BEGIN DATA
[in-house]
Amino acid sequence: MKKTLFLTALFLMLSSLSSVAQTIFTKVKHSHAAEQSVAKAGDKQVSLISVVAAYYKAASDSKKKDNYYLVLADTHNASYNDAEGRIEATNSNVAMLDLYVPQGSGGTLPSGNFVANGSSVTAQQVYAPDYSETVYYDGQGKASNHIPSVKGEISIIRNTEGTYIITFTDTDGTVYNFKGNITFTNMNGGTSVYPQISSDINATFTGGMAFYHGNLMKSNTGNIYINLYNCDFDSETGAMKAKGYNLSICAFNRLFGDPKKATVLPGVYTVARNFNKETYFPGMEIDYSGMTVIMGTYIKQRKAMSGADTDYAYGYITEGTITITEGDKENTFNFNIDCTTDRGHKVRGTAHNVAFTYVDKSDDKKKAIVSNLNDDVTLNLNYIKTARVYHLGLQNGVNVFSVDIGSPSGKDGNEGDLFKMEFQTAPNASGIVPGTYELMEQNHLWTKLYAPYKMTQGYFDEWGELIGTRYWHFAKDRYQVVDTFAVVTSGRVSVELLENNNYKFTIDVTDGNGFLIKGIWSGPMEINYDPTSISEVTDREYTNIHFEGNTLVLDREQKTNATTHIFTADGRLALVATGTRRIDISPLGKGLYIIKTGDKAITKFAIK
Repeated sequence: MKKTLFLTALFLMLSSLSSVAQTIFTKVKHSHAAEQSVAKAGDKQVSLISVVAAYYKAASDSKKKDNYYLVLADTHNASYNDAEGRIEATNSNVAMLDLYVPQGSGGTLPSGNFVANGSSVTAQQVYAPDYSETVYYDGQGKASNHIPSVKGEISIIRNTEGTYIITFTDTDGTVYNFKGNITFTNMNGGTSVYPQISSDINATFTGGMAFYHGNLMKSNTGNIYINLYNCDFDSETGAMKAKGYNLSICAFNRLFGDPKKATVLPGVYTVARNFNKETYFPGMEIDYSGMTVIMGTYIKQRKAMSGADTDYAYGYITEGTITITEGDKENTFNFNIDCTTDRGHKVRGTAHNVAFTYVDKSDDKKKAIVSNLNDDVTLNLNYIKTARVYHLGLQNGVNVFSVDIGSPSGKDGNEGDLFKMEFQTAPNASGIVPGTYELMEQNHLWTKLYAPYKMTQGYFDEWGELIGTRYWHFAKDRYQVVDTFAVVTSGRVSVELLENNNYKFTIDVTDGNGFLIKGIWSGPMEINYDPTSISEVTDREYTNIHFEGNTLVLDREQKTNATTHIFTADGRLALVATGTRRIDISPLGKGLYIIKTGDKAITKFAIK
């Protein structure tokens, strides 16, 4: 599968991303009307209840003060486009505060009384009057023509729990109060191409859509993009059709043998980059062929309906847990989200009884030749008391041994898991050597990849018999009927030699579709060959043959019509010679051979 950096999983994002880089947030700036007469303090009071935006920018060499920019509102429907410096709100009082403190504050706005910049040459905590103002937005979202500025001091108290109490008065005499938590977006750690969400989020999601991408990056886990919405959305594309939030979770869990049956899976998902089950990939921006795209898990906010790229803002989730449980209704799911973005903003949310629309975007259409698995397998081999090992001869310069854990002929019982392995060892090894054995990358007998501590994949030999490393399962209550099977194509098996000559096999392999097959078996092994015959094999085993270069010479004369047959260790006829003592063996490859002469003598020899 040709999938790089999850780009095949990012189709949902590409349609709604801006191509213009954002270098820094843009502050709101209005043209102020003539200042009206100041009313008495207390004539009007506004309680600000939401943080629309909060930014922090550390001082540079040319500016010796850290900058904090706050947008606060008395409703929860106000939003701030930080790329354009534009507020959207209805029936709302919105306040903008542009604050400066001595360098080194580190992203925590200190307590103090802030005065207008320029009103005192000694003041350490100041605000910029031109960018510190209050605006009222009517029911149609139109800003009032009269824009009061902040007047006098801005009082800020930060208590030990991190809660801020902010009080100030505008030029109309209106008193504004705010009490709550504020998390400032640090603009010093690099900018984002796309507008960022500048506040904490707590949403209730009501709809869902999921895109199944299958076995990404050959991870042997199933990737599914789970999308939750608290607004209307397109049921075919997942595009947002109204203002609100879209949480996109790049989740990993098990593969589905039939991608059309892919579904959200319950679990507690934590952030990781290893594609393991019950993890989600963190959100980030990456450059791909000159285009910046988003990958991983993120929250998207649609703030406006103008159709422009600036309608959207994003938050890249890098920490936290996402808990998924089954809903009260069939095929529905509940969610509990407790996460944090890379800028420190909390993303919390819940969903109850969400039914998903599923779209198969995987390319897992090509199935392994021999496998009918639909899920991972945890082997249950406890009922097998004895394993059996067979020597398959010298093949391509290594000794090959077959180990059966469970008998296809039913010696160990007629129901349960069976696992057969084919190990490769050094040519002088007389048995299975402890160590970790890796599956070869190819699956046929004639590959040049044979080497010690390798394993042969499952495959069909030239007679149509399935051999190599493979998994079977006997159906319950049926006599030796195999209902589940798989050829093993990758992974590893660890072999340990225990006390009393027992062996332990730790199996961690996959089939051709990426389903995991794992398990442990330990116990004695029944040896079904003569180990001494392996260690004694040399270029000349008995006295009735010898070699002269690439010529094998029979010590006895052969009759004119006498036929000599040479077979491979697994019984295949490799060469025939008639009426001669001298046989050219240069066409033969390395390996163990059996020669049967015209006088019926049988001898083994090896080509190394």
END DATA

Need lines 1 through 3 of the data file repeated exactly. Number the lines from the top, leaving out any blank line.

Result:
[in-house]
Amino acid sequence: MKKTLFLTALFLMLSSLSSVAQTIFTKVKHSHAAEQSVAKAGDKQVSLISVVAAYYKAASDSKKKDNYYLVLADTHNASYNDAEGRIEATNSNVAMLDLYVPQGSGGTLPSGNFVANGSSVTAQQVYAPDYSETVYYDGQGKASNHIPSVKGEISIIRNTEGTYIITFTDTDGTVYNFKGNITFTNMNGGTSVYPQISSDINATFTGGMAFYHGNLMKSNTGNIYINLYNCDFDSETGAMKAKGYNLSICAFNRLFGDPKKATVLPGVYTVARNFNKETYFPGMEIDYSGMTVIMGTYIKQRKAMSGADTDYAYGYITEGTITITEGDKENTFNFNIDCTTDRGHKVRGTAHNVAFTYVDKSDDKKKAIVSNLNDDVTLNLNYIKTARVYHLGLQNGVNVFSVDIGSPSGKDGNEGDLFKMEFQTAPNASGIVPGTYELMEQNHLWTKLYAPYKMTQGYFDEWGELIGTRYWHFAKDRYQVVDTFAVVTSGRVSVELLENNNYKFTIDVTDGNGFLIKGIWSGPMEINYDPTSISEVTDREYTNIHFEGNTLVLDREQKTNATTHIFTADGRLALVATGTRRIDISPLGKGLYIIKTGDKAITKFAIK
Repeated sequence: MKKTLFLTALFLMLSSLSSVAQTIFTKVKHSHAAEQSVAKAGDKQVSLISVVAAYYKAASDSKKKDNYYLVLADTHNASYNDAEGRIEATNSNVAMLDLYVPQGSGGTLPSGNFVANGSSVTAQQVYAPDYSETVYYDGQGKASNHIPSVKGEISIIRNTEGTYIITFTDTDGTVYNFKGNITFTNMNGGTSVYPQISSDINATFTGGMAFYHGNLMKSNTGNIYINLYNCDFDSETGAMKAKGYNLSICAFNRLFGDPKKATVLPGVYTVARNFNKETYFPGMEIDYSGMTVIMGTYIKQRKAMSGADTDYAYGYITEGTITITEGDKENTFNFNIDCTTDRGHKVRGTAHNVAFTYVDKSDDKKKAIVSNLNDDVTLNLNYIKTARVYHLGLQNGVNVFSVDIGSPSGKDGNEGDLFKMEFQTAPNASGIVPGTYELMEQNHLWTKLYAPYKMTQGYFDEWGELIGTRYWHFAKDRYQVVDTFAVVTSGRVSVELLENNNYKFTIDVTDGNGFLIKGIWSGPMEINYDPTSISEVTDREYTNIHFEGNTLVLDREQKTNATTHIFTADGRLALVATGTRRIDISPLGKGLYIIKTGDKAITKFAIK